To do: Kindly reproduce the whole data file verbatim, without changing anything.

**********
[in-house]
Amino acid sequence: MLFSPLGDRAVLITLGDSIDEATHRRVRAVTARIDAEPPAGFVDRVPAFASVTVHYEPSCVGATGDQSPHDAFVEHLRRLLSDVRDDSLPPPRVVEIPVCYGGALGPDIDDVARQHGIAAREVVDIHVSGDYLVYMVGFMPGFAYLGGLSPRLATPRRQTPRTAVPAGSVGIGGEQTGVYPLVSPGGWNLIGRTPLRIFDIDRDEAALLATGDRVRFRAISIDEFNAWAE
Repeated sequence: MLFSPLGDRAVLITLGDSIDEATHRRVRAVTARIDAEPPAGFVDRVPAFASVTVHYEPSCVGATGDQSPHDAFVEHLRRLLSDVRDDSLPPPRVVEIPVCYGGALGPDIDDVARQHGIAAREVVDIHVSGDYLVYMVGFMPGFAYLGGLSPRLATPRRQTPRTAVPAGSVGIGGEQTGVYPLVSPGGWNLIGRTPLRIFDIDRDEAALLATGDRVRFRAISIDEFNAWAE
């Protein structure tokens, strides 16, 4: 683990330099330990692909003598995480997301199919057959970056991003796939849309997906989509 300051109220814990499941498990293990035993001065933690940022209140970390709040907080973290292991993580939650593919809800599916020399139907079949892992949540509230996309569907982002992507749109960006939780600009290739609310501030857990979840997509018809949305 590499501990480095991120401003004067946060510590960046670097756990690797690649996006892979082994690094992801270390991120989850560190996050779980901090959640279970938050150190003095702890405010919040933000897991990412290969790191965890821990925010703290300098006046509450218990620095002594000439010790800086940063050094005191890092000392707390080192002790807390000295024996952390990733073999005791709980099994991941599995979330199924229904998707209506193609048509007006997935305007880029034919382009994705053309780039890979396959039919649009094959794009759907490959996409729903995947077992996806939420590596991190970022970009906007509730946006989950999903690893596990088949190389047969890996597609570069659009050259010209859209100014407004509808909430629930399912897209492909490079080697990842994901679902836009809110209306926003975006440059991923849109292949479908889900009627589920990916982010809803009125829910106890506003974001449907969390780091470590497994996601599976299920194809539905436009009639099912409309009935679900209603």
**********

[in-house]
Amino acid sequence: MLFSPLGDRAVLITLGDSIDEATHRRVRAVTARIDAEPPAGFVDRVPAFASVTVHYEPSCVGATGDQSPHDAFVEHLRRLLSDVRDDSLPPPRVVEIPVCYGGALGPDIDDVARQHGIAAREVVDIHVSGDYLVYMVGFMPGFAYLGGLSPRLATPRRQTPRTAVPAGSVGIGGEQTGVYPLVSPGGWNLIGRTPLRIFDIDRDEAALLATGDRVRFRAISIDEFNAWAE
Repeated sequence: MLFSPLGDRAVLITLGDSIDEATHRRVRAVTARIDAEPPAGFVDRVPAFASVTVHYEPSCVGATGDQSPHDAFVEHLRRLLSDVRDDSLPPPRVVEIPVCYGGALGPDIDDVARQHGIAAREVVDIHVSGDYLVYMVGFMPGFAYLGGLSPRLATPRRQTPRTAVPAGSVGIGGEQTGVYPLVSPGGWNLIGRTPLRIFDIDRDEAALLATGDRVRFRAISIDEFNAWAE
């Protein structure tokens, strides 16, 4: 683990330099330990692909003598995480997301199919057959970056991003796939849309997906989509 300051109220814990499941498990293990035993001065933690940022209140970390709040907080973290292991993580939650593919809800599916020399139907079949892992949540509230996309569907982002992507749109960006939780600009290739609310501030857990979840997509018809949305 590499501990480095991120401003004067946060510590960046670097756990690797690649996006892979082994690094992801270390991120989850560190996050779980901090959640279970938050150190003095702890405010919040933000897991990412290969790191965890821990925010703290300098006046509450218990620095002594000439010790800086940063050094005191890092000392707390080192002790807390000295024996952390990733073999005791709980099994991941599995979330199924229904998707209506193609048509007006997935305007880029034919382009994705053309780039890979396959039919649009094959794009759907490959996409729903995947077992996806939420590596991190970022970009906007509730946006989950999903690893596990088949190389047969890996597609570069659009050259010209859209100014407004509808909430629930399912897209492909490079080697990842994901679902836009809110209306926003975006440059991923849109292949479908889900009627589920990916982010809803009125829910106890506003974001449907969390780091470590497994996601599976299920194809539905436009009639099912409309009935679900209603």